Hiking With A Rod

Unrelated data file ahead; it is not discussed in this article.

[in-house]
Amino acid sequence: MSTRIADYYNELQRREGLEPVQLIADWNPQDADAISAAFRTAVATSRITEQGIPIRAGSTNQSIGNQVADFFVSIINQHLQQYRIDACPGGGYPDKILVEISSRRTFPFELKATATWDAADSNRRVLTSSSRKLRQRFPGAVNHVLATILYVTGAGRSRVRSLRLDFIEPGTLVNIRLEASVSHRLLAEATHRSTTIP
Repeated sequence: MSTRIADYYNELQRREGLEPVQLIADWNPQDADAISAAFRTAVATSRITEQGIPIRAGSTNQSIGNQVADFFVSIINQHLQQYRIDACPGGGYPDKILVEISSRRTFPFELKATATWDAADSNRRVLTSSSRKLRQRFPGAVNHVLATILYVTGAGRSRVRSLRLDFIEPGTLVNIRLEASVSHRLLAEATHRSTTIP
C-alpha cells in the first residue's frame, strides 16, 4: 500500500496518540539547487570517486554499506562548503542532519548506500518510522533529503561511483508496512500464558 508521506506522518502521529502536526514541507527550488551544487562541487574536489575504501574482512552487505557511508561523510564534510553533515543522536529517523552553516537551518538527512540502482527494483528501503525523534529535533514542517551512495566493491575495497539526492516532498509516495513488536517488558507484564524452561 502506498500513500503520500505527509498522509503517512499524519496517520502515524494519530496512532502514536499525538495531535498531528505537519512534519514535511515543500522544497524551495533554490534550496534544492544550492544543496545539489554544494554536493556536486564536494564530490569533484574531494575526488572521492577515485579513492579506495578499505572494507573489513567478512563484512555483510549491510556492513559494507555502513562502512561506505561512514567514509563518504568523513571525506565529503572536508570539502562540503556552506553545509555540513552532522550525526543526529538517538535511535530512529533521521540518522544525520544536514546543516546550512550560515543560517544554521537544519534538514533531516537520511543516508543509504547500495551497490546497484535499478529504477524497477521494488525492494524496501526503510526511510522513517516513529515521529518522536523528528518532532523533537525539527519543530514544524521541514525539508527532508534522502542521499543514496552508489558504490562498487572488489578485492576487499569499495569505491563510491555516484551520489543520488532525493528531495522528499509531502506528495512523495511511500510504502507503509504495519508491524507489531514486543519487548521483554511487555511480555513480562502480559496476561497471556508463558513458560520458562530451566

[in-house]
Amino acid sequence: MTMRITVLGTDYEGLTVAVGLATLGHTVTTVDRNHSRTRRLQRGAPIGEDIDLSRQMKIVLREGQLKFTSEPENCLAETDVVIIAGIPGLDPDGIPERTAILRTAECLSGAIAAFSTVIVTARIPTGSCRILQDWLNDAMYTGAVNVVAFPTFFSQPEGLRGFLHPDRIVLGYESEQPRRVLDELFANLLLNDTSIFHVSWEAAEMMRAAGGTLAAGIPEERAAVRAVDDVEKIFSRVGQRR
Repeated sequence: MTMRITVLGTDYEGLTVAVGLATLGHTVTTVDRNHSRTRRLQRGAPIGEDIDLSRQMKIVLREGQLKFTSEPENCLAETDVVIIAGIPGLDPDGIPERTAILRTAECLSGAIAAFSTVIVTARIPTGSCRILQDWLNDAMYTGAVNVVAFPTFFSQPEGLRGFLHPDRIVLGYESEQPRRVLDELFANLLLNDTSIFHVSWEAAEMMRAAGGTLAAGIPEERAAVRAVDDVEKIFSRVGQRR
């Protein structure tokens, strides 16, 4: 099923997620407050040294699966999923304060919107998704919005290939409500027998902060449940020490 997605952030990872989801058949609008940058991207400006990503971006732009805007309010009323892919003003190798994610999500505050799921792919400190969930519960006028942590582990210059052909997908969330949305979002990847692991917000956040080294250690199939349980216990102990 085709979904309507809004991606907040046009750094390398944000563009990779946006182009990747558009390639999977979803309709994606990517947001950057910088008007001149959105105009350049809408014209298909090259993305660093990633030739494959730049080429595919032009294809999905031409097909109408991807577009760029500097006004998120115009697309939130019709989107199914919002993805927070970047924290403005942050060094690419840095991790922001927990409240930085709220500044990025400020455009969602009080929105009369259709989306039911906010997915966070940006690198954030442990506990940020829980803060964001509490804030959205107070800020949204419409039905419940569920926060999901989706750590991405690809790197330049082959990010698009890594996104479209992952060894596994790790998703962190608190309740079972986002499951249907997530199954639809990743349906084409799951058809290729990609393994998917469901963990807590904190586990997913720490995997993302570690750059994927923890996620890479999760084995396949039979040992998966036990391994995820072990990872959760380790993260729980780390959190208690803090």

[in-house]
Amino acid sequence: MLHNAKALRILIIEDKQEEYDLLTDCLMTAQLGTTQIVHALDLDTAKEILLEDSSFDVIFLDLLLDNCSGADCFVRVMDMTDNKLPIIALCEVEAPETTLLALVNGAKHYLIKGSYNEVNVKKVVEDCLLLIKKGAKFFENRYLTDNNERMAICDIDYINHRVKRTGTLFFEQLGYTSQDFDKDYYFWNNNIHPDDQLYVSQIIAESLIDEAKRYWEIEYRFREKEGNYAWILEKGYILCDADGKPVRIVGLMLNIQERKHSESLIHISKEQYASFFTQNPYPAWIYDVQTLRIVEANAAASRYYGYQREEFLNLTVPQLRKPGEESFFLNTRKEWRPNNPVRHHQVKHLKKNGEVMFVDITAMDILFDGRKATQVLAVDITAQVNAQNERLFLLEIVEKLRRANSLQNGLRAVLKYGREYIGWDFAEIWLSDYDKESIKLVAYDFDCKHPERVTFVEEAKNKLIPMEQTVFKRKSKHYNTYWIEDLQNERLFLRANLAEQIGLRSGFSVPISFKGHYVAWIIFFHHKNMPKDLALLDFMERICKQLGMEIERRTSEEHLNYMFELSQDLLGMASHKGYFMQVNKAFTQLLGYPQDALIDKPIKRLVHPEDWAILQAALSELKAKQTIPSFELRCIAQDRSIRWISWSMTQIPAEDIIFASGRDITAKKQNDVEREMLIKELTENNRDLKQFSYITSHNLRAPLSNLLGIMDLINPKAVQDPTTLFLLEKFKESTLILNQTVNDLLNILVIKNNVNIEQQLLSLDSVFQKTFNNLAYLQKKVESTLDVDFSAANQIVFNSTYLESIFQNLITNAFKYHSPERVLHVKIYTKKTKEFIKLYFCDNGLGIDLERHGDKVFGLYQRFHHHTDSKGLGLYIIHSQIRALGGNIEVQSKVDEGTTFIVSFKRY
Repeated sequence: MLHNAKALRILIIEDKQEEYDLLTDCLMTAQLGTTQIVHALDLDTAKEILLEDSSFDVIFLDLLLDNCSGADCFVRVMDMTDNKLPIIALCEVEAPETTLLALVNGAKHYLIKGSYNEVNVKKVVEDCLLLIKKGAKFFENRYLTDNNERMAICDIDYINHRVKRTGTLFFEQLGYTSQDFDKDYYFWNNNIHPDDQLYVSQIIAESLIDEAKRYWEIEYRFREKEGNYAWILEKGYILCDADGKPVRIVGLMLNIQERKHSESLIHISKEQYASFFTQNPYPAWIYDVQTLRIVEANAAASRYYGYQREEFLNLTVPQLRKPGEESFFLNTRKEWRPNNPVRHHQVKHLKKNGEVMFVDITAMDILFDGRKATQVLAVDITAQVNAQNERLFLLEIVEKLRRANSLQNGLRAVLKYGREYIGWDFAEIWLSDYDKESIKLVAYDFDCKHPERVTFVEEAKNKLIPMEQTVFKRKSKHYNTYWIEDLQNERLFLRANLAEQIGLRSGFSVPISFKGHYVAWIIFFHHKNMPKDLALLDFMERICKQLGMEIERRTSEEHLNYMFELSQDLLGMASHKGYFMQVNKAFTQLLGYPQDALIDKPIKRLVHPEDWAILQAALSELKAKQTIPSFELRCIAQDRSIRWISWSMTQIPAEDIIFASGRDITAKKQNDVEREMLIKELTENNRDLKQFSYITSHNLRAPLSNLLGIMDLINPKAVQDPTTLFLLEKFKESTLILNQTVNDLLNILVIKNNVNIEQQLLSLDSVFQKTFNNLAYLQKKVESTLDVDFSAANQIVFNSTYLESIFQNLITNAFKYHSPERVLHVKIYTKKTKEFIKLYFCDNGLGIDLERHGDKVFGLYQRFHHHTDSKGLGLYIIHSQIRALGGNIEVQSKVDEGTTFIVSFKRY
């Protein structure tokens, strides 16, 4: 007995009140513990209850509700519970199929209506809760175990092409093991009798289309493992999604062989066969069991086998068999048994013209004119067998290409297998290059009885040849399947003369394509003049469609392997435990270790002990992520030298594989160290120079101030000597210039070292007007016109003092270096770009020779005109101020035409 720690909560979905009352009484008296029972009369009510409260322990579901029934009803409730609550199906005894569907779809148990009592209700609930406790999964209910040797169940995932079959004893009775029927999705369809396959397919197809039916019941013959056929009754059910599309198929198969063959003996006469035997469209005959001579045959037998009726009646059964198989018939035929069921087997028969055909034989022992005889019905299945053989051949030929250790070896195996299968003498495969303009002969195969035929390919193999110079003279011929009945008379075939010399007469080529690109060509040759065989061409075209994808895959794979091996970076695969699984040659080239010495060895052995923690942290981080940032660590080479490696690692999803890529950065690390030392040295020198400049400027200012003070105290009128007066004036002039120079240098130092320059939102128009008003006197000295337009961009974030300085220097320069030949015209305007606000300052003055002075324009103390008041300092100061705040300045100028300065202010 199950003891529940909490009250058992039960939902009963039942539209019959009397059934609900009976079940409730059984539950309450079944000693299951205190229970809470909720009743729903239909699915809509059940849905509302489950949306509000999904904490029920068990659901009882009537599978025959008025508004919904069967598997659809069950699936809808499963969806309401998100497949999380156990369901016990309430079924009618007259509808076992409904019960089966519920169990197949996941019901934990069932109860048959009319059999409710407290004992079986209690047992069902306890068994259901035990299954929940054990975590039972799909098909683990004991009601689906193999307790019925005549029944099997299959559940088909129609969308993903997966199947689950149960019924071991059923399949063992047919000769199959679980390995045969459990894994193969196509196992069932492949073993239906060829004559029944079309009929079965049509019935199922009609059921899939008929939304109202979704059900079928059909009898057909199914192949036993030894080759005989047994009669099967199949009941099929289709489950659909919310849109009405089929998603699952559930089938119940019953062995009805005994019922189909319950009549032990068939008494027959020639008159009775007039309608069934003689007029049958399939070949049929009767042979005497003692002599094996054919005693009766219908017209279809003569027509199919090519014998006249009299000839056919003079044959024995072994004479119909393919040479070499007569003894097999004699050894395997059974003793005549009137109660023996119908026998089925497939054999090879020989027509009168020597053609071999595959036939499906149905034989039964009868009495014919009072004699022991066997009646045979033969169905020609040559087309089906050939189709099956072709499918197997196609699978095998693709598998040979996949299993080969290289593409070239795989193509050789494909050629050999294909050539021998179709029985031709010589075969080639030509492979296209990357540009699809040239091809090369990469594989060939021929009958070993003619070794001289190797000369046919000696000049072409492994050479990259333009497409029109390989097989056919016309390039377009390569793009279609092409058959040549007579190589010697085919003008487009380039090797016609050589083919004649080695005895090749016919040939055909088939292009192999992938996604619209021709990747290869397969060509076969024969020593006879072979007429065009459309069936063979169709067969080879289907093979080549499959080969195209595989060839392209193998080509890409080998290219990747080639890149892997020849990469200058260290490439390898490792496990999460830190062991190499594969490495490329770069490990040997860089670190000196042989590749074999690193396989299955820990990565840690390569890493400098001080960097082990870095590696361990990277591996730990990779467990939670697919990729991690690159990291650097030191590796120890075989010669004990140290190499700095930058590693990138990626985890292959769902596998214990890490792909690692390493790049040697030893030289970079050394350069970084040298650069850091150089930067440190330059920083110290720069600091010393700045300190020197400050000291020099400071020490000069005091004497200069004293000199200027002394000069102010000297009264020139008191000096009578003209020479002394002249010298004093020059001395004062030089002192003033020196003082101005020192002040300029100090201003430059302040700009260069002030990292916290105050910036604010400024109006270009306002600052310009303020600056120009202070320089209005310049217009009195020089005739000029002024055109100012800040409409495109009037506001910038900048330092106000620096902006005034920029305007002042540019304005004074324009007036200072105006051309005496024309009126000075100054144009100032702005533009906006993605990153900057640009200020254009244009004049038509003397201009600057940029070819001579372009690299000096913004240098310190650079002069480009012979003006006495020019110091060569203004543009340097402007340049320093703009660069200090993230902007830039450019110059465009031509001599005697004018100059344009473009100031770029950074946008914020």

It is a wonderful thought to have nothing to worry about except fishing an awe-inspiring backcountry river in the South Island of New Zealand. To leave the everyday churn of life behind. To just wake up, have breakfast, pack up the tent and then fish seemingly endless riffles and pools of crystal-clear flowing river. I was going to do this, fishing for three days on the beautiful Greenstone River. And I was somehow going to spin it to my wife as part of a family holiday with the in-laws. My father-in-law Mick Nutter had always wanted to hike the Milford Track. If you don’t book well in advance, getting a spot over the Christmas period is near impossible as the Department of Conservation limits numbers. He’d missed the boat. My idea was that Mick and I could do a hiking and fishing trip on the prominent Greenstone Track instead, which trampers combine with the nearby Routeburn Track, another world-class hike. We could be dropped off at the start of the walk and picked up in a few days’ time from the other side of the valley at the Divide carpark, a three-hour drive away. My wife and mother-in-law would look after the kids and do touristy things while we’d get to explore and fish — it was a good plan! THE GREENSTONE Respected angler and author John Kent lists the Greenstone River as one of New Zealand’s classic fly fishing rivers. The Greenstone is renowned for its early season fishing when it teems with voracious recovering rainbow trout. I knew full well that many of these post-spawners would be back in Lake Wakatipu’s depths by the time I got to fish the river, but I was encouraged to know that any fish that remained would be looking up. It was the day before New Year’s Eve and we set off for the Greenstone River from our accommodation in Wanaka. The track starts at the mouth of the Greenstone on the western side of Lake Wakatipu. With the family in tow, we drove round the lake, stopping for lunch at Glenorchy, a delightful little town at the top of the lake. I always savour the customary last good meal before the days of porridge, mountain bread and ‘dehyds’. The final part of the drive hugged the lakeside road and it felt a long way from civilisation, at least it seemed that way for the kids. When my two young boys understood that Mick and I weren’t going to be driving back with them, there were a few tears. For them, it would have appeared like stepping into the mysterious unknown. As I consoled the boys, I was enthused by pleasant thoughts of one day having them accompany me on these trips. The final packing was completed just as the mosquitoes swarmed. We bade our loved ones farewell and started the journey. It was a peculiar feeling, walking off, knowing we wouldn’t be coming back this way. GOING LIGHT For multi-day trips I’d normally walk in, set up a tent or occupy a hut, and then fish the river both up and down. But this trip signified a shift in the paradigm — this was a hike with a rod. After my last multi-day trip to the South Island (FL#90), I couldn’t see the need to lug in a fly-vest on these longer trips any more. Sure, I enjoyed the convenience of the vest but it took up too much space and then there’s the added weight, and do I really need the boxes of emergers and wets! Preferably, I needed to carry all my camping gear whilst being agile enough to fish the river. That way I could fish all day and camp at the last pool rather than back-track to camp. As part of this minimalist philosophy I required a rig that could perform all the essential fishing functions of the vest but was a lot smaller. Something capable of holding a medium-sized fly box, nippers, floatant, forceps, tippet and leaders. Significantly, it needed to be accessible, negating the requirement to take the pack off. Nothing on the market provided all these requirements. I found some well-designed chest packs but they were too large for wearing with the backpack. I don’t like lanyards with stuff hanging and swinging around my neck, so that option was out. Anyway, after some searching on the internet, I found an iPhone holder on eBay for eleven dollars delivered! It was the perfect size and easily attached to my pack belt. With a few modifications, I created what looked like a professional little fly rig and during the trip became known as the ‘Backcountry Companion’. Now, on the walk in, the minimalist philosophy was paying dividends. Enjoying the fresh air we made good progress, stumbling on some deer and the occasional friendly robin that dropped on the track to greet us. The track passes through the beautiful beech forest of the Pass Burn, and after 15 or so kilometres we came to an open tussock valley. We tented up hastily as the evening shadows grew longer against the commanding mountains. BEING THERE Although Queenstown and Wanaka were sweltering, it was cool up in the mountains. I only had a merino thermal as a mid-layer so it was going to be a chilly start. It’s counter-intuitive, as you’d think it gets warmer as the sun rises shortly after dawn, but it actually gets colder! Leaving Mick to have an unhurried breakfast and to pack up at his leisure, I was super-keen to fish but more importantly to get moving before I froze. With blood circulating and the splendid morning light soaking the vast valley, I experienced that stirring feeling we all get when approaching new water. Before the trip I had memorised the significant features on the map — the river course, bridges, tributaries, huts — and I’d read about the river in detail, but now I was living the moment. Nothing replaces being there! The water was what you’d expect for a South Island river; a stunningly clear stream with a backdrop of tremendous mountains with snow still up in their lofty peaks. As I approached my first pool I couldn’t help but be mesmerised by a large jagged peak, off in the distance. It was miles away but in a few days I knew we would pass it. There would be many fish to catch on the way there, and soon, from the icy currents of that first pool, I’d caught my first fish from the Greenstone River, a metallic coloured rainbow trout. ANGLING PRESSURE This popular river attracts many anglers including overseas visitors helicoptering in with guides from Queens-town. Initially I was concerned about following up behind other anglers, but I shouldn’t have worried too much. It does get a lot of pressure and so I just accepted this and focussed on the water ahead, and on the whole ambience. That said, I didn’t see another angler but I did hear a helicopter up the valley sometime around lunch on the first day. I wasn’t sure if it was picking up or dropping off. Fishing in the footprints of others sometimes means doing a good deed, and I did remove some old lodged flies from a few fish. It was interesting to see the fly patterns that others had been using — one or two of them looked completely foreign. The Greenstone holds mostly rainbows and it is a pleasant river to fish, with easy casting and good numbers. Interestingly, I had to adjust my spotting technique because rainbow trout inhabit different holding water to the browns that I’d become accustomed to in the rivers of the lower North Island. Surprisingly, the rainbows were spookier than expected, and blimey, they fought hard. One of the highlights on the first day was getting smoked by a good fish. This hefty rainbow was rising consistently in a pocket of fast water but refused the dry a few times so I added a nymph and got a take. This piscine sprinter muscled its way to the far bank amongst some rocks where it would stay. Most of the fishing was dry fly. Remarkably for a backcountry area, cattle still graze here, which dates back to the original pastoral agreement. Not surprisingly, blowflies were about in large numbers so Stu’s ‘Deadly’ pattern came in handy and accounted for many of those caught. Other common patterns worked equally well. TWO’S COMPANY Although I would happily take a trip like this alone, it was great to have Mick for company and to share the experience. He doesn’t fish but understands and appreciates the beauty of fly fishing. Luckily, it meant I got all the water to myself. The other blessing was that we weren’t always in each other’s pockets. Mick would often detour to take the track and meet up again further upriver, where we’d report back with different stories of what we’d seen and done. We saw in the New Year in peaceful solitude on the banks of the river, a far cry from the revellers only 30 km or so away in the partying hub of Queenstown. Mick has become a handy photographer, taking some excellent images throughout the trip. He didn’t mind taking the shots as long as I carried the SLR camera — that was part of the deal. At 70, Mick did exceptionally well on the walk and in doing so filled me with great optimism. For me, knowing that I want to be fly fishing for the rest of my days, I was heartened to think that I may well be able to get to places like this into my seventies. LAST FISH As we approached the final reaches of fishable water, the pace and character of the river softened. In a comparable way, it was as though the fish seemed more relaxed. The last fish I caught on the trip was the most memorable. I saw my quarry early as it moved to feed casually off the surface in the tussock-lined pool. All that was needed was a nice easy cast but I had edged it too close to the overhanging tussock, catching the hanging foliage. My tippet and fly then unravelled gently, delicately dapping on the water. The tiny plop some distance away was enough to get the trout’s attention and it leisurely approached my fly in the most nonchalant fashion, sipping down the drifting Parachute Adams. The tranquility ended abruptly as the fish unsuccessfully fought with vigour to avoid the confines of my net. Moments like these persist vividly in my memory. Although at times I find it impossible to shift my attention from searching for fish in the pool or riffle ahead, this trip forced me to see different perspectives. The scenery was simply stunning and I would often stop and admire the superb vistas of the immense valley and mountains that dominate it. The trip cemented the true reason why I fish. For me, the technical aspect of finding fish and presenting a fly is rewarding but less important than the journey of discovery. Is there more to fly fishing than catching fish — maybe, maybe not? Whatever your leaning, it’s worthwhile adopting a different mindset, now and then, in order to appreciate all aspects that make fly fishing a wonderful quest. The Greenstone is a fly only river. From 1 Nov to 31 May, a Backcountry Licence is required to fish the river and tributary streams. From 1 Feb to 31 March a Controlled Fishery Licence is required to fish the river above the Slyburn confluence.